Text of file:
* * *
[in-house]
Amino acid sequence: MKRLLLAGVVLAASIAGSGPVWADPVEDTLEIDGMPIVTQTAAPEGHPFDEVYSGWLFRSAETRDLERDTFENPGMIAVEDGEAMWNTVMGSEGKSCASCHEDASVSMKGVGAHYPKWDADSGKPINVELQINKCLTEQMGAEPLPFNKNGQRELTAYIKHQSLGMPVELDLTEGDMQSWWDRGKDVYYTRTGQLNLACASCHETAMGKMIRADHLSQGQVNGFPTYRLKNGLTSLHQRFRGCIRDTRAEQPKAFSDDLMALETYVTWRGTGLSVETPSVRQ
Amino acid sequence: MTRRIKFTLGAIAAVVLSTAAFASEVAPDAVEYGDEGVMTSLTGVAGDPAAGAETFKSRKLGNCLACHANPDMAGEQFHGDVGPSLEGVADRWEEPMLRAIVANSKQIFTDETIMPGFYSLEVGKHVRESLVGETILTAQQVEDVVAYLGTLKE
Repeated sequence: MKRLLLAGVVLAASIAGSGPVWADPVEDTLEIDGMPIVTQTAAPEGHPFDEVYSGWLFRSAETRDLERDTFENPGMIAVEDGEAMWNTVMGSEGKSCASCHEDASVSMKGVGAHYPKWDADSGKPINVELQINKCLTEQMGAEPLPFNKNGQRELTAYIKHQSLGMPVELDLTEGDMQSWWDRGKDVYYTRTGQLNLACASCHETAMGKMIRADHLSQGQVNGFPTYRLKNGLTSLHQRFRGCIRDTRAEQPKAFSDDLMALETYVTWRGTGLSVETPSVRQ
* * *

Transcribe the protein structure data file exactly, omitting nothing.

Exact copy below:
[in-house]
Amino acid sequence: MKRLLLAGVVLAASIAGSGPVWADPVEDTLEIDGMPIVTQTAAPEGHPFDEVYSGWLFRSAETRDLERDTFENPGMIAVEDGEAMWNTVMGSEGKSCASCHEDASVSMKGVGAHYPKWDADSGKPINVELQINKCLTEQMGAEPLPFNKNGQRELTAYIKHQSLGMPVELDLTEGDMQSWWDRGKDVYYTRTGQLNLACASCHETAMGKMIRADHLSQGQVNGFPTYRLKNGLTSLHQRFRGCIRDTRAEQPKAFSDDLMALETYVTWRGTGLSVETPSVRQ
Amino acid sequence: MTRRIKFTLGAIAAVVLSTAAFASEVAPDAVEYGDEGVMTSLTGVAGDPAAGAETFKSRKLGNCLACHANPDMAGEQFHGDVGPSLEGVADRWEEPMLRAIVANSKQIFTDETIMPGFYSLEVGKHVRESLVGETILTAQQVEDVVAYLGTLKE
Repeated sequence: MKRLLLAGVVLAASIAGSGPVWADPVEDTLEIDGMPIVTQTAAPEGHPFDEVYSGWLFRSAETRDLERDTFENPGMIAVEDGEAMWNTVMGSEGKSCASCHEDASVSMKGVGAHYPKWDADSGKPINVELQINKCLTEQMGAEPLPFNKNGQRELTAYIKHQSLGMPVELDLTEGDMQSWWDRGKDVYYTRTGQLNLACASCHETAMGKMIRADHLSQGQVNGFPTYRLKNGLTSLHQRFRGCIRDTRAEQPKAFSDDLMALETYVTWRGTGLSVETPSVRQ